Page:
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Philosophy Meets Neuroscience: The Molyneux's Problem

Philosophy Meets Neuroscience: The Molyneux's Problem

Consider the Molyneux's problem

"If a man born blind can feel the differences between shapes such as spheres and cubes, could he similarly distinguish those objects by sight if given the ability to see?" (Wikipedia)

There is recent evidence$^{1}$ that the answer is likely negative. In their experiment, Held et al. used "three-dimensional forms drawn from a children's shape set" (Legos, actually). I was thinking would the results be the same, if the stimuli were reconstructions of snakes or other reptiles? Humans are argued to have evolved fear modules$^{2}$ in their brain for such creatures. Or, if the stimuli were directly related to humans, e.g. body parts? Could this kind of experiment test whether a child's mind is tabula rasa?

References:

$^{1}$ Richard Held, Yuri Ostrovsky, Beatrice deGelder, Tapan Gandhi, Suma Ganesh, Umang Mathur, Pawan Sinha, The newly sighted fail to match seen with felt, Nature Neuroscience, vol. 14, pp. 551-553, 2011.

$^{2}$ Arne Öhman, Susan Mineka, The Malicious Serpent: Snakes as a Prototypical Stimulus for an Evolved Module of Fear, Current Directions in Psychological Science, Z6:6, pp. 5-9, 2003.


A child's mind is certainly not tabula rasa; language acquisition patterns in children suggest that they have an inborn module for it - domain-specific and, while flexible, clearly incompletely flexible.

The children would probably have the same troubles with constructions of spiders and snakes; the modules that we are said to have for those species concern our prepared learning to fear these organisms, not our identification of them.

Even if the modules did concern identification rather than fear, the fact that the inborn modules do not constitute inborn abilities or tendencies. Experiences must still be had with the snakes, spiders, etc for fear to be acquired.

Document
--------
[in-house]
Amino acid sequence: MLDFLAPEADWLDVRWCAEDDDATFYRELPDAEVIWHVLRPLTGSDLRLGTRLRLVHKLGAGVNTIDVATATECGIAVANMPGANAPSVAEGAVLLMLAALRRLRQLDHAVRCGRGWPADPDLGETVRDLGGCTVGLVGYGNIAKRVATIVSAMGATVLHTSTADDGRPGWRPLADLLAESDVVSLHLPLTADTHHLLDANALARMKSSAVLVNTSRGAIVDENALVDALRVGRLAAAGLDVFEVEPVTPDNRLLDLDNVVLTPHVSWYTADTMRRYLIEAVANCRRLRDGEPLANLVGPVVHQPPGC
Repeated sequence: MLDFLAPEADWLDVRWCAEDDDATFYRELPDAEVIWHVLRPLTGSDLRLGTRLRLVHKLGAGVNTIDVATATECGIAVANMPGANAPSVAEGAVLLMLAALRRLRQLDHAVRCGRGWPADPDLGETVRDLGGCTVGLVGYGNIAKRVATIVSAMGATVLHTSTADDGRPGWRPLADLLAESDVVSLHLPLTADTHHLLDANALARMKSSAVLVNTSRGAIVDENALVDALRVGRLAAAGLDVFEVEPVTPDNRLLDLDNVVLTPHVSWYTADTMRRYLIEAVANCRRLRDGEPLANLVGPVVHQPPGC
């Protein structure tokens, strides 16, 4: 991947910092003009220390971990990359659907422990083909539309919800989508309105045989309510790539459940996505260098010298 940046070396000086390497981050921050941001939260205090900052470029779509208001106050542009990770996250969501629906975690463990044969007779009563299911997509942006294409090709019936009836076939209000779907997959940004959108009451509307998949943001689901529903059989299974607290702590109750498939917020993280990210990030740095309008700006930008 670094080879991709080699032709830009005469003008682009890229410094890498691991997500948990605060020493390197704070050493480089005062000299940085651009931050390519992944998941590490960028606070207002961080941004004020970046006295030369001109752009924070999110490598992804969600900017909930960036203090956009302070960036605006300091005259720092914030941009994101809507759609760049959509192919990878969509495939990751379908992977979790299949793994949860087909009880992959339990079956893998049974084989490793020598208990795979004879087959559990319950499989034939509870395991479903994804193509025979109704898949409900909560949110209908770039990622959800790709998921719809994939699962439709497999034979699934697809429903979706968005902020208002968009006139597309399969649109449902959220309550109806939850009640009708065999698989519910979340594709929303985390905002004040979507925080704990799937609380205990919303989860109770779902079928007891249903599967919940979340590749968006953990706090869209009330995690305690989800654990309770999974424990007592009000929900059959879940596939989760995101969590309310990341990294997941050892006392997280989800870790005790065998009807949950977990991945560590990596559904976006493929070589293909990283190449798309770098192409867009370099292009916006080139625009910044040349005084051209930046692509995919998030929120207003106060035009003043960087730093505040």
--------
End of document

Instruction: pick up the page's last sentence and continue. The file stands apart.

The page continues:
Book Description

This collection of essays brings together research on sense modalities in general and spatial perception in particular in a systematic and interdisciplinary way. It updates a long-standing philosophical fascination with this topic by incorporating theoretical and empirical research from cognitive science, neuroscience, and psychology. The book is divided thematically to cover a wide range of established and emerging issues. Part I covers notions of objectivity and subjectivity in spatial perception and thinking. Part II focuses on the canonical distal senses, such as vision and audition. Part III concerns the chemical senses, including olfaction and gustation. Part IV discusses bodily awareness, peripersonal space, and touch. Finally, the volume concludes with Part V on multimodality. Spatial Senses is an important contribution to the scholarly literature on the philosophy of perception that takes into account important advances in the sciences.


including 6,6,5 at Higher Level with at least two of Higher Level subjects at 6 in Biology, Chemistry, Mathematics, Physics, Computer Science or Psychology. Note the total IB point score of 35 includes TOK/EE. Note: For IB students intending to meet the subject requirement through Higher level Mathematics, they would be able to meet this through either Analysis and Approaches or Applications and Interpretation.

You will also need:

GCSEs: Mathematics at GCSE grade 6/B (or equivalent) is required.


Behavioral Neuroscience

Einstein once wrote that “The world we have created is a product of our thinking it cannot be changed without changing our thinking.” Discoveries, innovation, languages, social progress, even entire societies were built on humankind’s actions, as driven by its thoughts.

Yet at its base level, an idea is nothing more than an electro-chemical reaction, with neurons delivering rapid-fire messages across the synapses in our brains. To understand how thought becomes action, we must start where thought begins — within the brain structures and mechanisms themselves.